“I hope that Jenny continues to heal and has improved health with new developments.”: Dad Ivan shares Jenny’s story

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We spoke with Ivan, dad to 24-year-old Jenny, who has CF, about her diagnosis, her singing achievements, and his hopes for Jenny’s future.

CF diagnosis

Jenny was born on 25 January 1999. Her birth was the result of a treatment called pre-implantation genetic diagnosis at the Hammersmith Hospital, London. It is a technique that involves testing cells from embryos created outside the body by IVF for a genetic disorder. These tests were carried out for the specific disorder that the embryos are known to be at significant risk of inheriting; in our case, this was CF, as our older son Alex has CF.

Unfortunately, at 11 weeks, a CVS, (chorionic villus sampling), which is a test carried out during pregnancy to check if your baby has a genetic or chromosomal condition, was performed on my wife, Sally, and Jenny was found to have cystic fibrosis. All the signs had previously pointed toward her being unaffected. Our doctor could not explain how her CF had been missed and how the mistake had been made.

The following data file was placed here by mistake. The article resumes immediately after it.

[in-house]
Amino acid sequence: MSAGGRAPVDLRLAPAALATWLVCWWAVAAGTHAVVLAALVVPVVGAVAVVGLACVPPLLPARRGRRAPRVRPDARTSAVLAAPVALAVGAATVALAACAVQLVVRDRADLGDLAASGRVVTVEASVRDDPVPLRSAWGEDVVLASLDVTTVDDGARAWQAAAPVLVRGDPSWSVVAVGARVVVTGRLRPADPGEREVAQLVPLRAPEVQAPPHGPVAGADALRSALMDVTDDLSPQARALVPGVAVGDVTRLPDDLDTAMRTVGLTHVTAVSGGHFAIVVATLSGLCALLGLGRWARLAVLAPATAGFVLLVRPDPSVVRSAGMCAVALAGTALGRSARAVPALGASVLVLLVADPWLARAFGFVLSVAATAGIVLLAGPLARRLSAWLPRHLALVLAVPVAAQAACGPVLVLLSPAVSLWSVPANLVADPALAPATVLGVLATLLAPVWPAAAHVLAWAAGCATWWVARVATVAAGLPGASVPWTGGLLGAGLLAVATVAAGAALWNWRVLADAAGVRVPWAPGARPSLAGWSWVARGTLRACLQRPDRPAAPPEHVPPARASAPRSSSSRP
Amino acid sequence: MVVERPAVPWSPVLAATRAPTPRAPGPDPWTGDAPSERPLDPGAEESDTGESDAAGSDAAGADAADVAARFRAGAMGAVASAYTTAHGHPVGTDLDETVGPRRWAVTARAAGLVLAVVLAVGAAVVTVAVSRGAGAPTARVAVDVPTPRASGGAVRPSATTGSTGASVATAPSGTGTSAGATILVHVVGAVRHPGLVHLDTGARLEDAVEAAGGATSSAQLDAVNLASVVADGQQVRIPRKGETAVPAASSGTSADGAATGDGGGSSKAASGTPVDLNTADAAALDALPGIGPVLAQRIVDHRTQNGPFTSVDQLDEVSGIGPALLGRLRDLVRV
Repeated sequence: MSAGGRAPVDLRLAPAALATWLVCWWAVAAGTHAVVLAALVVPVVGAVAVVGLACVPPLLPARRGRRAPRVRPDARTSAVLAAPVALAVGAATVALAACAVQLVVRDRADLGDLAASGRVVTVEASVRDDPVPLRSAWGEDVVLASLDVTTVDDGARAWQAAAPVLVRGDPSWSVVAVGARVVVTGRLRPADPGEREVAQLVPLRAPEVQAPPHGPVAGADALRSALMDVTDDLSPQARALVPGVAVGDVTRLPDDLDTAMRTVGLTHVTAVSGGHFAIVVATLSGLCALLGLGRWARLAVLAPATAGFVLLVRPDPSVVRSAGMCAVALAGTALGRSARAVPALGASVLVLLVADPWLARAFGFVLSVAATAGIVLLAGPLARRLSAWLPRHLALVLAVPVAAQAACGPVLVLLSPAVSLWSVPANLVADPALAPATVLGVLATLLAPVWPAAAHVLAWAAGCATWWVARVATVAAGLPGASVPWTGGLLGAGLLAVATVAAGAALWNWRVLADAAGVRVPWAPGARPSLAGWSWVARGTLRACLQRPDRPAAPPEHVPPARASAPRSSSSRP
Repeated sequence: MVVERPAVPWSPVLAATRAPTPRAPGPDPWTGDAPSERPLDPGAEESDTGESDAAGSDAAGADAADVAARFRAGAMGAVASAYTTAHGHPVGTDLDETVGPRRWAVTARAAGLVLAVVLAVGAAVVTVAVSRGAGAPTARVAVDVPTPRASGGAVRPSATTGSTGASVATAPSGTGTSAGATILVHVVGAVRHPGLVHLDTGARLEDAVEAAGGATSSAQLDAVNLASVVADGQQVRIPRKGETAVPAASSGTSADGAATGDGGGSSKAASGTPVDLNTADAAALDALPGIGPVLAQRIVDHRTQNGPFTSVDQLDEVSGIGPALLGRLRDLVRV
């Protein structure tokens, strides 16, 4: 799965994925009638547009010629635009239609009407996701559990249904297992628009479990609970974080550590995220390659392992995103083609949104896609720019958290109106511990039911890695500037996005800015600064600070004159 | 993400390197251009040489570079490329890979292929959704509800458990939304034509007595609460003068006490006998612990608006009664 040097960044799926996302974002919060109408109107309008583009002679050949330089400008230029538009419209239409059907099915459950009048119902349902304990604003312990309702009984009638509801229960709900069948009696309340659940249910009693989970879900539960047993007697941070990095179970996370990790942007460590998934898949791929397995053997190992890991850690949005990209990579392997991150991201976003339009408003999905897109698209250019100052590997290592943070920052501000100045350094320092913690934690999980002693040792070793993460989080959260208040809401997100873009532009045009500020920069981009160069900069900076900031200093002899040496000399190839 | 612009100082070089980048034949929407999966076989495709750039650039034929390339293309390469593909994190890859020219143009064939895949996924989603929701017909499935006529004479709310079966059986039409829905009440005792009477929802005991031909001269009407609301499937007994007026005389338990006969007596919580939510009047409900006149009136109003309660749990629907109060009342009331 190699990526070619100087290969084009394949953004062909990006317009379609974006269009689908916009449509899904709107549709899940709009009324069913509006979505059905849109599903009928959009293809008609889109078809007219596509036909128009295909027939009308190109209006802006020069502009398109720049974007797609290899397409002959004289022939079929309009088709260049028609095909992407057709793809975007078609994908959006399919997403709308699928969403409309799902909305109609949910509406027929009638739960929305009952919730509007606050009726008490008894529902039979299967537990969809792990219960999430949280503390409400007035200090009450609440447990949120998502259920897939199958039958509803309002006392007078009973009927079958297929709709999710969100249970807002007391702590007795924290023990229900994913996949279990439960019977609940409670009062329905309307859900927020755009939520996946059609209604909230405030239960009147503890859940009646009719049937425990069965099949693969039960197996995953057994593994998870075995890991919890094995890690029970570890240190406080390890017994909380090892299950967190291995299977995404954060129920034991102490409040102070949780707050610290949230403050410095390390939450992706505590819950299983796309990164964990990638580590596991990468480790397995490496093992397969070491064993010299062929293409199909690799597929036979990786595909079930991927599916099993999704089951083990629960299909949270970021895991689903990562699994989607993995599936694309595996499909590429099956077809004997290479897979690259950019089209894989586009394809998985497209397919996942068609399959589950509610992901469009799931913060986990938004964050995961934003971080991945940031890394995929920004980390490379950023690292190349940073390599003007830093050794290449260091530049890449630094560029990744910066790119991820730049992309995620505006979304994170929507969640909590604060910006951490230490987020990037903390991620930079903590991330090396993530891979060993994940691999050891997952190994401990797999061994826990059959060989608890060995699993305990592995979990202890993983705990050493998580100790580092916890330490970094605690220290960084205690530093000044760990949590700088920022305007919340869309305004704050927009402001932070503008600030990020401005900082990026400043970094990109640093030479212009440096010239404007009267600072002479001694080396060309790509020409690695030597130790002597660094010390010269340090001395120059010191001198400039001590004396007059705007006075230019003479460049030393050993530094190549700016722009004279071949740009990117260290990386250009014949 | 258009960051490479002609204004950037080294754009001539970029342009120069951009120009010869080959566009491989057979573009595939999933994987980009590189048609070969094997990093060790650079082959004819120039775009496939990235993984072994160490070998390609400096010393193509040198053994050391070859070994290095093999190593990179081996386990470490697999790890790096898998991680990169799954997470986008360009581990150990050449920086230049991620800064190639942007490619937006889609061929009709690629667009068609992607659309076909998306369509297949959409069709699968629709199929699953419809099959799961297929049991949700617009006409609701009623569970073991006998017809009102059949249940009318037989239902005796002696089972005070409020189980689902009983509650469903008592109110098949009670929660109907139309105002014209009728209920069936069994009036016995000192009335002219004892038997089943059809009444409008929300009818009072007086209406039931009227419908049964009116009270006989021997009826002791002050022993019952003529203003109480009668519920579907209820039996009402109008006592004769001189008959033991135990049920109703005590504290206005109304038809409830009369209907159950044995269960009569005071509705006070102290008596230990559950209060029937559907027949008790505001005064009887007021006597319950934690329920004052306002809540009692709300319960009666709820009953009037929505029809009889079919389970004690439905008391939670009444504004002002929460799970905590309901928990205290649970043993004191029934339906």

But from the moment Jenny was born, we knew she was special!

Growing up and finding her voice

Jenny singingJenny had a reasonably normal childhood guided by us and her big brother, Alex, who supported her through their mutual understanding of what it is like to live with CF. Jenny did, however, miss a lot of school because of illness. This accelerated as she continued through secondary school. As with her brother, Jenny was often in hospital on intravenous antibiotics and was put on a feeding tube during the night to help her maintain her weight.

In spite of all her medications and treatments, Jenny was determined to live life to the full, and from the age of seven, she joined the Christchurch Priory Girls' Choir and later auditioned for and joined the National Youth Choir of Great Britain.

From the age of 11 until 16, she performed with the choir all over the Country, including Oxford, Harrogate, Coventry and London, at the Royal Albert Hall. During this period, she sang each year at the Bournemouth Music Festival, achieving many awards. In 2012, she was runner-up in the Bournemouth TalentCall Competition, where she sang ‘Nella Fantasia’.

She also sang at the Henfest CF Fundraising events in Wimborne in support of her good friend Kate Hennessey. In addition, she sang at our East Dorset CF Fundraising events at the Thomas Tripp and Soho in Christchurch.

Facing challenges

Singing was Jenny’s life, but it was affected by her poor lung function and the contraction of Mycobacterium abscessus when she was 17, which led to her being put on eradication treatments for over six months.